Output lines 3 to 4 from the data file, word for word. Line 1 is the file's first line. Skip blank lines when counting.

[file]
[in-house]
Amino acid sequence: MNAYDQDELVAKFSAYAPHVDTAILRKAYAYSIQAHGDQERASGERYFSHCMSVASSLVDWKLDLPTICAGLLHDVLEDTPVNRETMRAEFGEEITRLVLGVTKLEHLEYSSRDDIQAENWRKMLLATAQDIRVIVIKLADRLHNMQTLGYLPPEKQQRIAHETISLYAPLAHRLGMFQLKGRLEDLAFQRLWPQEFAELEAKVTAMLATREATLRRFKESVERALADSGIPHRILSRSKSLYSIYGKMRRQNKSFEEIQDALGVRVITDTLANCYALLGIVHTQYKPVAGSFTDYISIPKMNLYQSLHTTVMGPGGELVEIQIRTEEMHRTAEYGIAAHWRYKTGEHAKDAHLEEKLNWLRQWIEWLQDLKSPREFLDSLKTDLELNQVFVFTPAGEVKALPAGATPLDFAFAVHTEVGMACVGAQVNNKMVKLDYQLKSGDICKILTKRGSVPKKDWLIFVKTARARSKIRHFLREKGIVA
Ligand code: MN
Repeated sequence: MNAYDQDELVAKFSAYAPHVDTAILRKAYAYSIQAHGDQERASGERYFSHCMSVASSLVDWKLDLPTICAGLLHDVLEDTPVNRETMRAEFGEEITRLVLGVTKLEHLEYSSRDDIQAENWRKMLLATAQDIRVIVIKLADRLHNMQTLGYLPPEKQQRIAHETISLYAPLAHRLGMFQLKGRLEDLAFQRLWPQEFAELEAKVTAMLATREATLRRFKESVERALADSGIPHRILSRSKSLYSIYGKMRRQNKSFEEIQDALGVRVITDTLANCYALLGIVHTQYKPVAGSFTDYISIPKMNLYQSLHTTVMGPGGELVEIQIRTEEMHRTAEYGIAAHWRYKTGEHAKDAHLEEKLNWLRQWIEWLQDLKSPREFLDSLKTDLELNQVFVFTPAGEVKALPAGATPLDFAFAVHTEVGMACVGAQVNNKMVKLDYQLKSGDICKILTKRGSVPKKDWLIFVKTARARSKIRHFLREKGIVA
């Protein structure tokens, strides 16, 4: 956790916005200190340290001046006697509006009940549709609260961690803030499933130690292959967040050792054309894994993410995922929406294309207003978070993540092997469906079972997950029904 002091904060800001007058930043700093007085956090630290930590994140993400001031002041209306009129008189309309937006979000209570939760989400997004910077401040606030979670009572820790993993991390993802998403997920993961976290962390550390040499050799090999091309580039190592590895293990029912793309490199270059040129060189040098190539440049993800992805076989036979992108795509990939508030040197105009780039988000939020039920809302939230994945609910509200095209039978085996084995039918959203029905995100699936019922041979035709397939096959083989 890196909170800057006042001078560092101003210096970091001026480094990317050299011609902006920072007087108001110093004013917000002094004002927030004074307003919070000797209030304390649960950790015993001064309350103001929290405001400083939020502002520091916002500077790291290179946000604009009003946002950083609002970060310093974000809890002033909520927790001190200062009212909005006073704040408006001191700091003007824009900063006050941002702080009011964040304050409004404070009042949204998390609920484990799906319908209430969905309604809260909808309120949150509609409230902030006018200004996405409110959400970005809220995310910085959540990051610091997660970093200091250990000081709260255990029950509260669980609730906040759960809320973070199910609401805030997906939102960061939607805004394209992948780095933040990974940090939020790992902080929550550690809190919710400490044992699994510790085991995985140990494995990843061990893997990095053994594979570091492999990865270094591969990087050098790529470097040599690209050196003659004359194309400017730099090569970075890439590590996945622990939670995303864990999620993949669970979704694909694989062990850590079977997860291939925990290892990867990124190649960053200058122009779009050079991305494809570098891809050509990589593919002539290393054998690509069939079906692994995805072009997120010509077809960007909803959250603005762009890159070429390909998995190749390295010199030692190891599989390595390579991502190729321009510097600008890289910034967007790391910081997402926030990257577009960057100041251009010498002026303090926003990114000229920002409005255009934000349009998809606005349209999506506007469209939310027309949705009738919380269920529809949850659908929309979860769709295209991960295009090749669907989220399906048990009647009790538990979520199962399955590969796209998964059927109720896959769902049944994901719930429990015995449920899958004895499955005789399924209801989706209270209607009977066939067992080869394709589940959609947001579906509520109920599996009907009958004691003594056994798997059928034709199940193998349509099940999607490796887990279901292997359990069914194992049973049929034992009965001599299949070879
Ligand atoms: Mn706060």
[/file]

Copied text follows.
Ligand code: MN
Repeated sequence: MNAYDQDELVAKFSAYAPHVDTAILRKAYAYSIQAHGDQERASGERYFSHCMSVASSLVDWKLDLPTICAGLLHDVLEDTPVNRETMRAEFGEEITRLVLGVTKLEHLEYSSRDDIQAENWRKMLLATAQDIRVIVIKLADRLHNMQTLGYLPPEKQQRIAHETISLYAPLAHRLGMFQLKGRLEDLAFQRLWPQEFAELEAKVTAMLATREATLRRFKESVERALADSGIPHRILSRSKSLYSIYGKMRRQNKSFEEIQDALGVRVITDTLANCYALLGIVHTQYKPVAGSFTDYISIPKMNLYQSLHTTVMGPGGELVEIQIRTEEMHRTAEYGIAAHWRYKTGEHAKDAHLEEKLNWLRQWIEWLQDLKSPREFLDSLKTDLELNQVFVFTPAGEVKALPAGATPLDFAFAVHTEVGMACVGAQVNNKMVKLDYQLKSGDICKILTKRGSVPKKDWLIFVKTARARSKIRHFLREKGIVA